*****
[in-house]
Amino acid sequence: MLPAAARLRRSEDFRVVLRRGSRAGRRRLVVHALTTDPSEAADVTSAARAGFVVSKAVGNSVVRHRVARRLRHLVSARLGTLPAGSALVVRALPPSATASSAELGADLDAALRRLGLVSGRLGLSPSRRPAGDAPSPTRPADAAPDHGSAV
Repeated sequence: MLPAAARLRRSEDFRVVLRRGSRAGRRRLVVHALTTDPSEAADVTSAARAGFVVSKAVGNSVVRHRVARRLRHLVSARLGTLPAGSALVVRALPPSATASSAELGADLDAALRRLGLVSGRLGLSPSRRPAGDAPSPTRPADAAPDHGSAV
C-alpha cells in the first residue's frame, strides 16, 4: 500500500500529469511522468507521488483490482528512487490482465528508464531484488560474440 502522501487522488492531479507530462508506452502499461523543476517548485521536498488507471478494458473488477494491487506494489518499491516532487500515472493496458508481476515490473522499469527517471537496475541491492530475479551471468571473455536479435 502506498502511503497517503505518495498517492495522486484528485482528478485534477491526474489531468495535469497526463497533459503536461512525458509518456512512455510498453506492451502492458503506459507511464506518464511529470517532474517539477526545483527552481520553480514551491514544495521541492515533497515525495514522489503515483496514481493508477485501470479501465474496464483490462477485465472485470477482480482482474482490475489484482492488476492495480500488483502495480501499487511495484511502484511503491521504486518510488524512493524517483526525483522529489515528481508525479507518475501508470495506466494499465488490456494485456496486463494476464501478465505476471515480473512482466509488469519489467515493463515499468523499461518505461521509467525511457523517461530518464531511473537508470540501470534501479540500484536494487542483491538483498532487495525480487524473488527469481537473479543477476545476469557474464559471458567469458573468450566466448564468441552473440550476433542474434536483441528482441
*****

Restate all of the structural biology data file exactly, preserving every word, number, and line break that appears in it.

[in-house]
Amino acid sequence: MLPAAARLRRSEDFRVVLRRGSRAGRRRLVVHALTTDPSEAADVTSAARAGFVVSKAVGNSVVRHRVARRLRHLVSARLGTLPAGSALVVRALPPSATASSAELGADLDAALRRLGLVSGRLGLSPSRRPAGDAPSPTRPADAAPDHGSAV
Repeated sequence: MLPAAARLRRSEDFRVVLRRGSRAGRRRLVVHALTTDPSEAADVTSAARAGFVVSKAVGNSVVRHRVARRLRHLVSARLGTLPAGSALVVRALPPSATASSAELGADLDAALRRLGLVSGRLGLSPSRRPAGDAPSPTRPADAAPDHGSAV
C-alpha cells in the first residue's frame, strides 16, 4: 500500500500529469511522468507521488483490482528512487490482465528508464531484488560474440 502522501487522488492531479507530462508506452502499461523543476517548485521536498488507471478494458473488477494491487506494489518499491516532487500515472493496458508481476515490473522499469527517471537496475541491492530475479551471468571473455536479435 502506498502511503497517503505518495498517492495522486484528485482528478485534477491526474489531468495535469497526463497533459503536461512525458509518456512512455510498453506492451502492458503506459507511464506518464511529470517532474517539477526545483527552481520553480514551491514544495521541492515533497515525495514522489503515483496514481493508477485501470479501465474496464483490462477485465472485470477482480482482474482490475489484482492488476492495480500488483502495480501499487511495484511502484511503491521504486518510488524512493524517483526525483522529489515528481508525479507518475501508470495506466494499465488490456494485456496486463494476464501478465505476471515480473512482466509488469519489467515493463515499468523499461518505461521509467525511457523517461530518464531511473537508470540501470534501479540500484536494487542483491538483498532487495525480487524473488527469481537473479543477476545476469557474464559471458567469458573468450566466448564468441552473440550476433542474434536483441528482441